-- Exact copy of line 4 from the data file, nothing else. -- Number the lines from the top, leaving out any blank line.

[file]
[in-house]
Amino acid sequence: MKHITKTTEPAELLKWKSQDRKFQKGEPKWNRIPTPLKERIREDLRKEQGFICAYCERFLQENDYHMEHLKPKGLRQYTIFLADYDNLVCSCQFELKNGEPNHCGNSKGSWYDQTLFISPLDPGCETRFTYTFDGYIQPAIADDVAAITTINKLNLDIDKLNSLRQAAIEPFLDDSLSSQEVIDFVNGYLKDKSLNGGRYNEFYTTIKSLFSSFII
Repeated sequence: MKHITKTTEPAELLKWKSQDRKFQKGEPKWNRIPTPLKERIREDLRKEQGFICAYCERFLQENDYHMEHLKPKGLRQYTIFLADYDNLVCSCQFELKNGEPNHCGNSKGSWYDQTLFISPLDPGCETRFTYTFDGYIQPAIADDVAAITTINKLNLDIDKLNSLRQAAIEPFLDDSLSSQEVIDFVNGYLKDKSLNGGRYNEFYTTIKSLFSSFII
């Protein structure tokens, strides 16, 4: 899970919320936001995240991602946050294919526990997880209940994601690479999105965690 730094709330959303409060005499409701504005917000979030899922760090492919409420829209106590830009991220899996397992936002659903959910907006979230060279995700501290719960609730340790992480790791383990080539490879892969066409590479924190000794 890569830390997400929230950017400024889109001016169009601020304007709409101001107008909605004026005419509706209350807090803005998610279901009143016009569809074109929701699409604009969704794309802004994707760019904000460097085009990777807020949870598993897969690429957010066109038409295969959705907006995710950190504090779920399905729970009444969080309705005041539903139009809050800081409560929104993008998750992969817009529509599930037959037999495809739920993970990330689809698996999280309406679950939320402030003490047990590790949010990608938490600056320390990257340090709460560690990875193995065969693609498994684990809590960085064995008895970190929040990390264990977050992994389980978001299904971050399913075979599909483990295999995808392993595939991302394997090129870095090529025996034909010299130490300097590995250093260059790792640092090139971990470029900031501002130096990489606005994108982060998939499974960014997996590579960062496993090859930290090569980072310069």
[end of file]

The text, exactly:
């Protein structure tokens, strides 16, 4: 899970919320936001995240991602946050294919526990997880209940994601690479999105965690 730094709330959303409060005499409701504005917000979030899922760090492919409420829209106590830009991220899996397992936002659903959910907006979230060279995700501290719960609730340790992480790791383990080539490879892969066409590479924190000794 890569830390997400929230950017400024889109001016169009601020304007709409101001107008909605004026005419509706209350807090803005998610279901009143016009569809074109929701699409604009969704794309802004994707760019904000460097085009990777807020949870598993897969690429957010066109038409295969959705907006995710950190504090779920399905729970009444969080309705005041539903139009809050800081409560929104993008998750992969817009529509599930037959037999495809739920993970990330689809698996999280309406679950939320402030003490047990590790949010990608938490600056320390990257340090709460560690990875193995065969693609498994684990809590960085064995008895970190929040990390264990977050992994389980978001299904971050399913075979599909483990295999995808392993595939991302394997090129870095090529025996034909010299130490300097590995250093260059790792640092090139971990470029900031501002130096990489606005994108982060998939499974960014997996590579960062496993090859930290090569980072310069």